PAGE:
Sowing Seeds of Sustainability at the Campus Garden
by Office of Sustainability News Intern, Suzanne Mullins
Have you visited the Campus Garden? Located on Polo Road, the Campus Garden draws student, faculty, and staff volunteers to aid with crop cultivation and maintenance. Managing the garden are three Wake Forest students and Office of Sustainability interns—senior Akua Maat, junior Megan Blackstock, and junior Nick Judd.
But, what responsibilities come with being a Campus Garden intern? How does the Campus Garden aid in educating volunteers? And lastly, why are these three individuals so invested in a sustainable future? I sat down with each of them to find out.
Suzanne Mullins, OoS News Intern: How has the garden evolved during your time as an intern?
Akua Maat: As a Campus Garden intern for the past two years, I’ve spent a lot of time getting comfortable with the physical garden space and certain agricultural practices—there’s definitely a learning curve. The garden is constantly changing—we’ve added new growing spaces, expanded plots, incorporated honeybees into the ecosystem, and even conducted some planting and growing experiments with heirloom seeds.
Suzanne Mullins: What do volunteers learn when they visit the garden?
Akua Maat: As the garden changes, volunteers are invited to witness and enjoy its transformation. As garden interns, our personal goal is to make local, ethical, and sustainably-sourced food the norm.
Nick Judd: We want to educate volunteers about how sustainable produce is grown and distributed so they are empowered to incorporate more sustainable purchasing practices into their lives.
Megan Blackstock: We inform Campus Garden volunteers about the issues surrounding the differences between industrial and small-scale farming, and how they can influence these practices with their own habits. Through firsthand exposure to organic, small-scale farming and articulated learning outcomes on normalizing sustainable agriculture, we hope to enlighten volunteers on their degree of options in choosing environmentally and socially conscientious foods.
Suzanne Mullins: What is growing in the garden right now?
Megan Blackstock: Right now, our garden is mainly directed at producing heirloom variety crops; these are at risk of going extinct due to our world’s heavy dependence on a small number of hybrid seeds for farming. In mid-to-late spring, we mainly focus on summer crops such as eggplant, tomatoes, squash, watermelon, and strawberries. In the fall, we plant mostly leafy plants that can withstand the unpredictable weather patterns of the fall and early winter months.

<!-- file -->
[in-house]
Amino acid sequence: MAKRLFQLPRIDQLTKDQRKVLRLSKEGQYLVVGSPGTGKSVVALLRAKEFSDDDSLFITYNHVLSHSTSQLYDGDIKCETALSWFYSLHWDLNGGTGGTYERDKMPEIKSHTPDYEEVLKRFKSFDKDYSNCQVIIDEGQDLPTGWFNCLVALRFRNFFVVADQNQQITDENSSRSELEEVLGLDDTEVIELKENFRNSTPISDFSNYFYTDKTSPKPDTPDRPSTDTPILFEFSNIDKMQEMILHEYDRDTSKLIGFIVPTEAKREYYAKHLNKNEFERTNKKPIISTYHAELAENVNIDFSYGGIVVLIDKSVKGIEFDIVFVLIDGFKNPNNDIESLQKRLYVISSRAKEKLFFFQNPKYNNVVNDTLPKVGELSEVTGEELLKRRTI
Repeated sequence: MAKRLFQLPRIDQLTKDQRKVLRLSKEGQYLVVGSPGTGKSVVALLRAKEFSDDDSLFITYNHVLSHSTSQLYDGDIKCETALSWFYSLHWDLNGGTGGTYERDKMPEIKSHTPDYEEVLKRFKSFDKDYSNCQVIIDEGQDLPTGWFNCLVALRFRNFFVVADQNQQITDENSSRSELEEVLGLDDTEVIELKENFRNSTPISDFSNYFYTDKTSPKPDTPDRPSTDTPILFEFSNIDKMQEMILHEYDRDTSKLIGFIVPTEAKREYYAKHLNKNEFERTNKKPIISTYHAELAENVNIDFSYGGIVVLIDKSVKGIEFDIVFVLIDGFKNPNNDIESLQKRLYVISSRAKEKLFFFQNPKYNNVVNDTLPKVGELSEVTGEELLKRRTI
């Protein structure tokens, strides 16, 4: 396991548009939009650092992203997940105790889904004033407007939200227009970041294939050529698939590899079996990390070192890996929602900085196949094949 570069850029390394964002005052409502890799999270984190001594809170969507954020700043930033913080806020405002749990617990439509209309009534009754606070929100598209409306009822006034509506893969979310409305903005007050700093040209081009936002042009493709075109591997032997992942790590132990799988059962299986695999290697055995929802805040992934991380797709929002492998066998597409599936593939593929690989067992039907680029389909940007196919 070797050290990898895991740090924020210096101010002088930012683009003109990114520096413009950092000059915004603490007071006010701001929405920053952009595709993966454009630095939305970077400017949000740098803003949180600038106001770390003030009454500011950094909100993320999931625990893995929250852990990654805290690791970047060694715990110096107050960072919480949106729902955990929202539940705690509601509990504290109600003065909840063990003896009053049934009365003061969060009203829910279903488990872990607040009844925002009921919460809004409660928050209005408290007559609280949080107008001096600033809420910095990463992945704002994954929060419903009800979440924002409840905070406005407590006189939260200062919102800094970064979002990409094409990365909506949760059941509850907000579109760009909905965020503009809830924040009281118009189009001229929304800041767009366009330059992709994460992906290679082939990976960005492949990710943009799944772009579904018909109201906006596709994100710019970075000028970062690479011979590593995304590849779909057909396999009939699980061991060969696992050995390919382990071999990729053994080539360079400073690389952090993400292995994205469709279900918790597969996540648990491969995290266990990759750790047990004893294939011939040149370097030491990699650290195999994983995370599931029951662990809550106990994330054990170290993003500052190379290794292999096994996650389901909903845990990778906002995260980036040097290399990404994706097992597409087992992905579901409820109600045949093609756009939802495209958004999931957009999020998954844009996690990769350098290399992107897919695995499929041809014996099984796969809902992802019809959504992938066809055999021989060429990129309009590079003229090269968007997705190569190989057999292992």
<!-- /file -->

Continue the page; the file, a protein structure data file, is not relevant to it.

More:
Nick Judd: During this particular semester, we have made efforts to maximize space and expand growing potential by extending a plot, building a second strawberry box—out of recycled wood, I might add—and we are even planning to implement a trellised bean patch.
Suzanne Mullins: The Campus Garden gives first-hand experience with sustainable practices. How do Wake Forest students, particularly those who volunteer at the garden, perceive their relationship to sustainability?
Akua Maat: Watching the garden grow these past few years, and learning about food alongside volunteers, has offered us a rare opportunity to connect with food origins in novel ways. When you regularly interact with something, you start to understand it as valid, worthy, and important; our hope for volunteers is that they experience this understanding. We invite them to ask questions about seeds, crop growth, and the weather. On the other hand, we share our knowledge about soil nutrients, food seasonality, crop rotation, and organic growing. We also like to extend these conversations to a larger audience through events. For example, we have held Spring Equinox celebrations where we partnered with the local community to have a pop-up farmer’s market, live music, and a celebration of wheat. We have screened documentaries during the fall season and had samples from local breweries and eateries for volunteers to enjoy as they painted pumpkins and crop signs. These events have provided an avenue for students to engage in sustainability and find ways to fit sustainable practices into their lifestyles.
Suzanne Mullins: Lastly, what does sustainability mean to you?
Akua Maat: For me, living sustainably means living a life and making choices that take the environment and all of its inhabitants into deep consideration.
Megan Blackstock: Sustainability for me is defined as the environmental, economic, and social development of the world into a more future-friendly society. Personally, I love teaching people about small-scale farming, as it helps to cut down on the purchase of the environmentally-damaging industrial produce that we see in most—if not all—of our grocery stores. In addition, I try to make an effort to live what I teach. I am constantly thinking about where my food came from and whether or not I am making smart, local food choices.
Nick Judd: Sustainability is a big part of my life here. On campus in particular, it extends to my home life at the Sustainability Theme house where we discuss, participate in, and hold events focused on sustainable initiatives.